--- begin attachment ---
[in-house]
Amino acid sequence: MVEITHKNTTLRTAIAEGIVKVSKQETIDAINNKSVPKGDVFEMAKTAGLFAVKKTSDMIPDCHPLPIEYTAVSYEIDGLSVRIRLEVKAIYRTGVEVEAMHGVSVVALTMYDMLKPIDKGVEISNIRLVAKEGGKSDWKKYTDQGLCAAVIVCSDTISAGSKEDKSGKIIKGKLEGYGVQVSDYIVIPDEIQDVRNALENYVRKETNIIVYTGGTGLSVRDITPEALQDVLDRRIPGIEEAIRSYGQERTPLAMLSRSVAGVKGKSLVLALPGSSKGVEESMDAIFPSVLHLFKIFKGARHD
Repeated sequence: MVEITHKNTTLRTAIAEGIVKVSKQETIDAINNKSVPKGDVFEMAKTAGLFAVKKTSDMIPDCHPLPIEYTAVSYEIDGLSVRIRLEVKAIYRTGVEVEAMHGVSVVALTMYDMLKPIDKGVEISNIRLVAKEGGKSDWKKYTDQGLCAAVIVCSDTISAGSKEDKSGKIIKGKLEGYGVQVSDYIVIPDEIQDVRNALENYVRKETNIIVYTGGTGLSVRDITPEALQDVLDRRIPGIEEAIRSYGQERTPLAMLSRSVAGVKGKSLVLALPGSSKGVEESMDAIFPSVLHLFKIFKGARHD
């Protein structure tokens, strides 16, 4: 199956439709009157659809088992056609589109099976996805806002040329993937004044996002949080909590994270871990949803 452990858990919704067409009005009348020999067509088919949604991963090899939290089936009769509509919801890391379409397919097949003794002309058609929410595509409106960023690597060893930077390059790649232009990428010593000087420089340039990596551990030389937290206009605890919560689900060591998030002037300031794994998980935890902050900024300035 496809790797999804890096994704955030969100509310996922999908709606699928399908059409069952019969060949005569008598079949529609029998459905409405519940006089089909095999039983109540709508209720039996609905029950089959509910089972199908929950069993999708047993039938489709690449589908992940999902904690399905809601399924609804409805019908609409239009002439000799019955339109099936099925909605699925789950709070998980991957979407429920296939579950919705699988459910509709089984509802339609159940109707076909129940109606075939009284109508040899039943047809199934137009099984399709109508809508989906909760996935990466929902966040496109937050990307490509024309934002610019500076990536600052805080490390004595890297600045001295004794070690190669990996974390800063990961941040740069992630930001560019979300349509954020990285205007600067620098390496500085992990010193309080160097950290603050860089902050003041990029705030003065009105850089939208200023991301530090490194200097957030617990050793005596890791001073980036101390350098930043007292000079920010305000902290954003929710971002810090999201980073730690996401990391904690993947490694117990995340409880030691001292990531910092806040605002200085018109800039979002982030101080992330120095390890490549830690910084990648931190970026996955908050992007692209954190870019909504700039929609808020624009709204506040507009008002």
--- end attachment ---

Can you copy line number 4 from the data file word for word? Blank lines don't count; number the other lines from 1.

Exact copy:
């Protein structure tokens, strides 16, 4: 199956439709009157659809088992056609589109099976996805806002040329993937004044996002949080909590994270871990949803 452990858990919704067409009005009348020999067509088919949604991963090899939290089936009769509509919801890391379409397919097949003794002309058609929410595509409106960023690597060893930077390059790649232009990428010593000087420089340039990596551990030389937290206009605890919560689900060591998030002037300031794994998980935890902050900024300035 496809790797999804890096994704955030969100509310996922999908709606699928399908059409069952019969060949005569008598079949529609029998459905409405519940006089089909095999039983109540709508209720039996609905029950089959509910089972199908929950069993999708047993039938489709690449589908992940999902904690399905809601399924609804409805019908609409239009002439000799019955339109099936099925909605699925789950709070998980991957979407429920296939579950919705699988459910509709089984509802339609159940109707076909129940109606075939009284109508040899039943047809199934137009099984399709109508809508989906909760996935990466929902966040496109937050990307490509024309934002610019500076990536600052805080490390004595890297600045001295004794070690190669990996974390800063990961941040740069992630930001560019979300349509954020990285205007600067620098390496500085992990010193309080160097950290603050860089902050003041990029705030003065009105850089939208200023991301530090490194200097957030617990050793005596890791001073980036101390350098930043007292000079920010305000902290954003929710971002810090999201980073730690996401990391904690993947490694117990995340409880030691001292990531910092806040605002200085018109800039979002982030101080992330120095390890490549830690910084990648931190970026996955908050992007692209954190870019909504700039929609808020624009709204506040507009008002």